Mourn were never going to be just another indie band. Their self-titled debut album from 2014 was full of hints to this effect, if you were listening. On Ha, Ha, He., however, their uniqueness manifests itself no longer as hints but as a central fact of the album.
That they’ve grown more unique is evident from the opening track. A risky choice opening on an instrumental, ‘Flee’ definitely pulls it off. Starting as they mean to go on, the guitars of ‘Flee’ twist and shimmer through the air in gorgeous deep pink, complemented by the rhythm section switching between jagged, stop-starting tension and releases of driving fluidity. All the songs are just short enough that each one feels like a dreamlike idea floating by, the next completely different one starting, just before you’re able to grasp it. Its pace goes from driving to floating to wandering to driving again so that you never settle into it. It refuses to melt into the background.
The whole album is a gorgeously rich experience that knows just when to hold its tension and when to release, when to swell and when to ebb. The punchy experimental post-punk of ‘Evil Dead’ is followed by the gorgeously melodic and wistful ‘Brother Brother’, which in turn leads into more angular guitars in ‘Howard’; so the album continues, wrong-footing the listener at every turn so that the hooky, accessible songs sound just as curious as the more 'experimental' stuff in the context of the album. Not only are the moments of tension often chaotic and dissonant (see ‘Evil Dead’ and ‘Storyteller’), but so too are some of the hookier tracks. Their use of cross rhythms in ‘Second Sage’ sounds just as chaotic but also extremely satisfying.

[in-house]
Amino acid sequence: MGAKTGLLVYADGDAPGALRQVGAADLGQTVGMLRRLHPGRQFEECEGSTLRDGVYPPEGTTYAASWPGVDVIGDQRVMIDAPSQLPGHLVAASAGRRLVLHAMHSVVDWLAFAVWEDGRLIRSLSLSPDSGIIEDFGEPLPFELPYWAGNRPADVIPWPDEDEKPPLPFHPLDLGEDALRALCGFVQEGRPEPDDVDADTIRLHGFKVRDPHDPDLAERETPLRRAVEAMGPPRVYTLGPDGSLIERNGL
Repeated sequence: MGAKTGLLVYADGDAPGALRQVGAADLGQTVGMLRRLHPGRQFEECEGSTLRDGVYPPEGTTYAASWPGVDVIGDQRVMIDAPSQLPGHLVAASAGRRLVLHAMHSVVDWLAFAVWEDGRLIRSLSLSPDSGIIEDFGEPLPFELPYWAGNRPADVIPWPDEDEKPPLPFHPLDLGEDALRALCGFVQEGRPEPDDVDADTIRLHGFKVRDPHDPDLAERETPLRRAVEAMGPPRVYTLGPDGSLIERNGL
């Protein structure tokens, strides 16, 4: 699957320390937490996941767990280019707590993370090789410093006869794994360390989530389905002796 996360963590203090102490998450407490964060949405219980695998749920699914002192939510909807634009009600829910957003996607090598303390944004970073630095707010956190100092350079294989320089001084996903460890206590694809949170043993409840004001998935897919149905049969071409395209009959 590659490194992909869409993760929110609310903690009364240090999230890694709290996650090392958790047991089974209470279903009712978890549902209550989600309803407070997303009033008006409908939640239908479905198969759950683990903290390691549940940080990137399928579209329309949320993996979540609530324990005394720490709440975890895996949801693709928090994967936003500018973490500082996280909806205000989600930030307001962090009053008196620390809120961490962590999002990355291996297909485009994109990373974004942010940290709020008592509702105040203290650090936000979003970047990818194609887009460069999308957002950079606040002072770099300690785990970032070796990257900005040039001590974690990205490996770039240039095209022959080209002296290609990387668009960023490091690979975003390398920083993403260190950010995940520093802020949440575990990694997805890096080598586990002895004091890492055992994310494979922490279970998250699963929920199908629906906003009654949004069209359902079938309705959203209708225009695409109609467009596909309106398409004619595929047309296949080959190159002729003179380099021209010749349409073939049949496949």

Their sense for lyrical hooks is spot on too, from the punchy, grabbing “Feast on your soul” of ‘Evil Dead’ to the tuneful playful irony of “Hilarious” in ‘Howard’, to the grave warning “Nobody’s exempt from the unexpected”. Not all of these songs feel like they mean a whole lot, as the lyrics for most of the verses don’t particularly stand out. However, there’s a lot of really wonderful lyrical moments to be found, like the poignant, pleading advice in ‘Gertrudis Get Through This’: “If you need someone to trust / You don’t have to involve / A body and a hole”, which feels like an urgent message to a vulnerable person, or quite possibly a vulnerable self. The punky, self-affirming ‘Second Sage’ has a wonderful refrain too - “I’m saving the world / And I’m good at it”, deliberately, self-consciously and joyously childlike with its imagery.
On closing track ‘Fry Me’ it feels like the band is as sad as I am that it’s nearly over. By far the longest song, it actively, almost aggressively resists any sense of resolution. The instrumentation feels like the band are trying actively not to gel, so your attention as a listener is yanked and pulled every which way, with the drums sounding too close and full of cymbals. Ending on a crashing waterfall of an outro and coming in at just under 27 minutes, Ha, Ha, He. leaves the listener desperate for more.
8Nina Keen's Score